Annual Shop with a Cop showing HNHS criminal justice students ‘community policing’ up close

Huntington North High School Criminal Justice class teacher Terry Stoffel (left) goes over a pile of donations with student Jozzy Helbert, as student Nick Johnson watches. The class has set a goal to raise $5,000 for the annual Shop with a Cop program.
Huntington North High School Criminal Justice class teacher Terry Stoffel (left) goes over a pile of donations with student Jozzy Helbert, as student Nick Johnson watches. The class has set a goal to raise $5,000 for the annual Shop with a Cop program. Photo by Rebecca Sandlin.

In Huntington North High School’s Criminal Justice class students are learning about “community policing” by putting their lessons into hands-on practice this Christmas season.

The juniors and seniors in Terry Stoffel’s class have been actively involved in raising funds for the annual Shop with a Cop, and will also help at the event, coming up on Tuesday, Dec. 17, at the Huntington Walmart store.

Last week the class had collected $2,865 in donations, with high expectations of reaching their goal of raising $5,000 to take more than 60 area children who are in need on a Christmas shopping spree with a law enforcement officer. Stoffel says it’s the first year his criminal justice class has raised money for the program, which seeks to create a positive and long-lasting bond between the children and local police officers.

“Last year (that class) actually went with the kids shopping and were involved in that part of it,” he says. “We wanted to expand it so they could be involved from the very beginning and make the program even bigger by raising money. And they were all about it.”

Answering “why” the class got involved could be construed a no-brainer. Just ask them.

“It’s more about creating a positive relationship between kids and police officers,” says Kodi Douglass, a senior in the class. “Maybe those kids had only seen their parents being arrested or have had a rather unpleasant experience with a police officer, so they’re going to see them as the enemy. But we want to make sure they see them as a friend, and they can trust police officers and that they bring something better into their lives, so we’re shaping our community. It’s community policing.”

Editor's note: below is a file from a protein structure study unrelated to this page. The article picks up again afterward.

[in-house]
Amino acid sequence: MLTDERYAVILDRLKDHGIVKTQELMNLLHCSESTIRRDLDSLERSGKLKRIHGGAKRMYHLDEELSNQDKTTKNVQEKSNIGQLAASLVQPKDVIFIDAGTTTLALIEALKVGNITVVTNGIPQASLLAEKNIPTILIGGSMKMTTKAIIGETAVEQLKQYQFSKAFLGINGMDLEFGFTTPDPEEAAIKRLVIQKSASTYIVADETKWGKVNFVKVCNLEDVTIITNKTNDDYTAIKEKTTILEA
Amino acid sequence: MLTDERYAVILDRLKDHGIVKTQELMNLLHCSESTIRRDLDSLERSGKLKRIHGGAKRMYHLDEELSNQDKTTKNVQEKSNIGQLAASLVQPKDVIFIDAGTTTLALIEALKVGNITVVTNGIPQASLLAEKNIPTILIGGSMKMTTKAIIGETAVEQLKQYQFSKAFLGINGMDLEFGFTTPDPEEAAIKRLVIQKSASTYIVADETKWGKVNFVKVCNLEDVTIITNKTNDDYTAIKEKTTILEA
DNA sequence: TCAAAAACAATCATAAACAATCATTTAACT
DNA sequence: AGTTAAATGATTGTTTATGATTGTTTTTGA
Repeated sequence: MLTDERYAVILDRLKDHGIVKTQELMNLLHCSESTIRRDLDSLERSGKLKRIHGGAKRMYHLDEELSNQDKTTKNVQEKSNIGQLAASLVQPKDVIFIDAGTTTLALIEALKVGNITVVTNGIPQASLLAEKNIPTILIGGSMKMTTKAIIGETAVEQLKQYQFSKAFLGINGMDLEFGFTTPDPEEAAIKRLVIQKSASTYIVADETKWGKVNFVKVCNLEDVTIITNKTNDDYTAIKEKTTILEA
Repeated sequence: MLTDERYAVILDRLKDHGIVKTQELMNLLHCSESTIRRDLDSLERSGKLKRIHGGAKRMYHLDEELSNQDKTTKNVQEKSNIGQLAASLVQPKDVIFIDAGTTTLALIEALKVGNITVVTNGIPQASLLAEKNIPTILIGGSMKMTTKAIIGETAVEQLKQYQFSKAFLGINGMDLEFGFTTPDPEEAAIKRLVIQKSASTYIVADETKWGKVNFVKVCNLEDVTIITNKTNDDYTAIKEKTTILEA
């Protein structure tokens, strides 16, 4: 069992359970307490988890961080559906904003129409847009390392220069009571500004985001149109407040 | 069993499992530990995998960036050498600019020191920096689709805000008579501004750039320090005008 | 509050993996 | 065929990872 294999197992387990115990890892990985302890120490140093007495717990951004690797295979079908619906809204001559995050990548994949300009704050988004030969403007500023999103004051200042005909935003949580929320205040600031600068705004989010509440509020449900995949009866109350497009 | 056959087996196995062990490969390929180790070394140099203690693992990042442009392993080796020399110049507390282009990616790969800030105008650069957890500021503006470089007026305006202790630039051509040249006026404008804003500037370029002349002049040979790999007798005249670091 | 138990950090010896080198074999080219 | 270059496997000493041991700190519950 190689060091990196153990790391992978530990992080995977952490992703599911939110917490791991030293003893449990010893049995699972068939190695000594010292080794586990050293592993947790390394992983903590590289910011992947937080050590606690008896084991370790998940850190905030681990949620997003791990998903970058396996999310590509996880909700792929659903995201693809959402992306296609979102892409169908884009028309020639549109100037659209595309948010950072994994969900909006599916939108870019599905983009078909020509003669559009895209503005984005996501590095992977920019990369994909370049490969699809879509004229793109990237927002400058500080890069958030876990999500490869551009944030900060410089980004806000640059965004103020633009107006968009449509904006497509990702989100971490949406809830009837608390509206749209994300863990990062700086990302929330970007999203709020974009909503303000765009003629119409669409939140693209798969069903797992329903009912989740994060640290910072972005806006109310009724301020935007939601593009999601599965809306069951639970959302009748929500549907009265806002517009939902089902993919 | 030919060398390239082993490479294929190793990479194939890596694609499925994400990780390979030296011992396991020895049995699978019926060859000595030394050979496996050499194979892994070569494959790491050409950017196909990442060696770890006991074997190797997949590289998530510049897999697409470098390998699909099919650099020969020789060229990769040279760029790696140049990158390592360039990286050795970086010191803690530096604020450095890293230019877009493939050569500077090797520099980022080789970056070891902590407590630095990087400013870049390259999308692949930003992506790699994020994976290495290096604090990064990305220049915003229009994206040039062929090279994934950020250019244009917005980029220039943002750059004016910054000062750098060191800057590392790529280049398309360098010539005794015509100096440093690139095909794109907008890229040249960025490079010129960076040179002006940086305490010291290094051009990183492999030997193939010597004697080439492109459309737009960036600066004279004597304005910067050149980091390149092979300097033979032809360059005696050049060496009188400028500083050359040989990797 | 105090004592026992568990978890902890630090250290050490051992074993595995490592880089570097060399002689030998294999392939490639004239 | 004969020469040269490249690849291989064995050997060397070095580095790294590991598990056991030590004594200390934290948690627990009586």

“The kids don’t have a lot, so we’re helping them out and making them have a good Christmas and brightening their day,” adds junior student Jozzy Helbert.

Junior Katelyn Herford says she’s experienced in the past what it’s like to struggle during the holidays.

“I myself, my little brother did Shop with a Cop, so I know what it’s like to have hardly anything at Christmas, with next to no money and being almost broke,” she says.

To launch this year’s campaign, the students composed and mailed more than 100 letters to potential partners in the community and made personal calls to area businesses seeking donations. They largely found a positive response from those they contacted.

“I work at Burger King, so I went to Burger King,” Herford says.

“I mentioned to Terry that I would go to the game shop here in town, and I asked them and they said they were willing to help with Shop with a Cop,” adds senior student Coda Ford, “And I also went to a couple of different places that weren’t on the list and I asked and they all said they would help.”

Walmart has also donated $2,500 toward the event, in addition to what the Criminal Justice class has collected.

Stoffel says he expects the cops will have about $130 to spend on each child they take on the shopping trip through the store. The kids can spend the money solely on things they want and need, such as toys and clothing. But they often buy presents for other members of their family as well.

Brady Black, another junior in the class, says his sister went shopping with a cop one year and believes his classmates will be in for a unique experience when they team up with officers and the kids they’ll help at Walmart.

“They’ll be in for a good time, and make a lot of memories,” he says. “They’ll also be very emotional, probably.”

To donate to the Shop with a Cop program, drop off or mail checks to the Huntington County Sheriff’s Department, 332 E. State St., Huntington, IN 46750 or bring them to the Huntington Police Department, 450 Cherry St., also in Huntington. Checks are preferred over cash; make checks out to Walmart. Donations are tax-deductible. Thank-you letters as well as photos of the event will be sent to donors.